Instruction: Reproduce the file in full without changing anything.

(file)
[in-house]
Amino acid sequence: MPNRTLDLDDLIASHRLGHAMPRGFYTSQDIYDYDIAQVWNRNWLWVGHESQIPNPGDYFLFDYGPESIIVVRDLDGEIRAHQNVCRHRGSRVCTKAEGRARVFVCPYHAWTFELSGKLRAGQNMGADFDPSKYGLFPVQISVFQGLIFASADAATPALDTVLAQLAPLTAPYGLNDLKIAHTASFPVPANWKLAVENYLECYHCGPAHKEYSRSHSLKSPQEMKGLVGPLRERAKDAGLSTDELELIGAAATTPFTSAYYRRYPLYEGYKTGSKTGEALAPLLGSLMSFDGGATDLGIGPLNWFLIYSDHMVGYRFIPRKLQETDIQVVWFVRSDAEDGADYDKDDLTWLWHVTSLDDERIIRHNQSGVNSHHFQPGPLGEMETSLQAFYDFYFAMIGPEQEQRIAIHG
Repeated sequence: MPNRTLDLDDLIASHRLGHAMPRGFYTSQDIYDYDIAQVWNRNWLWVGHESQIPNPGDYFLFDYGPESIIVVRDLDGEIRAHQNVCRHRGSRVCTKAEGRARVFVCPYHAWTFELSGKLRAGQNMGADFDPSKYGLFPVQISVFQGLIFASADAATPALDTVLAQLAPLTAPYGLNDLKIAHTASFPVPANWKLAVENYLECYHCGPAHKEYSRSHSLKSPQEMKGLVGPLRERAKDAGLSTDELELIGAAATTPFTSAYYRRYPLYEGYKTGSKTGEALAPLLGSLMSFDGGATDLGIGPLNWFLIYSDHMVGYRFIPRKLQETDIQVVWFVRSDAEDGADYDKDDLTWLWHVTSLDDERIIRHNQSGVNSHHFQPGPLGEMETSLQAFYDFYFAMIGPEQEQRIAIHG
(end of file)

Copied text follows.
[in-house]
Amino acid sequence: MPNRTLDLDDLIASHRLGHAMPRGFYTSQDIYDYDIAQVWNRNWLWVGHESQIPNPGDYFLFDYGPESIIVVRDLDGEIRAHQNVCRHRGSRVCTKAEGRARVFVCPYHAWTFELSGKLRAGQNMGADFDPSKYGLFPVQISVFQGLIFASADAATPALDTVLAQLAPLTAPYGLNDLKIAHTASFPVPANWKLAVENYLECYHCGPAHKEYSRSHSLKSPQEMKGLVGPLRERAKDAGLSTDELELIGAAATTPFTSAYYRRYPLYEGYKTGSKTGEALAPLLGSLMSFDGGATDLGIGPLNWFLIYSDHMVGYRFIPRKLQETDIQVVWFVRSDAEDGADYDKDDLTWLWHVTSLDDERIIRHNQSGVNSHHFQPGPLGEMETSLQAFYDFYFAMIGPEQEQRIAIHG
Repeated sequence: MPNRTLDLDDLIASHRLGHAMPRGFYTSQDIYDYDIAQVWNRNWLWVGHESQIPNPGDYFLFDYGPESIIVVRDLDGEIRAHQNVCRHRGSRVCTKAEGRARVFVCPYHAWTFELSGKLRAGQNMGADFDPSKYGLFPVQISVFQGLIFASADAATPALDTVLAQLAPLTAPYGLNDLKIAHTASFPVPANWKLAVENYLECYHCGPAHKEYSRSHSLKSPQEMKGLVGPLRERAKDAGLSTDELELIGAAATTPFTSAYYRRYPLYEGYKTGSKTGEALAPLLGSLMSFDGGATDLGIGPLNWFLIYSDHMVGYRFIPRKLQETDIQVVWFVRSDAEDGADYDKDDLTWLWHVTSLDDERIIRHNQSGVNSHHFQPGPLGEMETSLQAFYDFYFAMIGPEQEQRIAIHG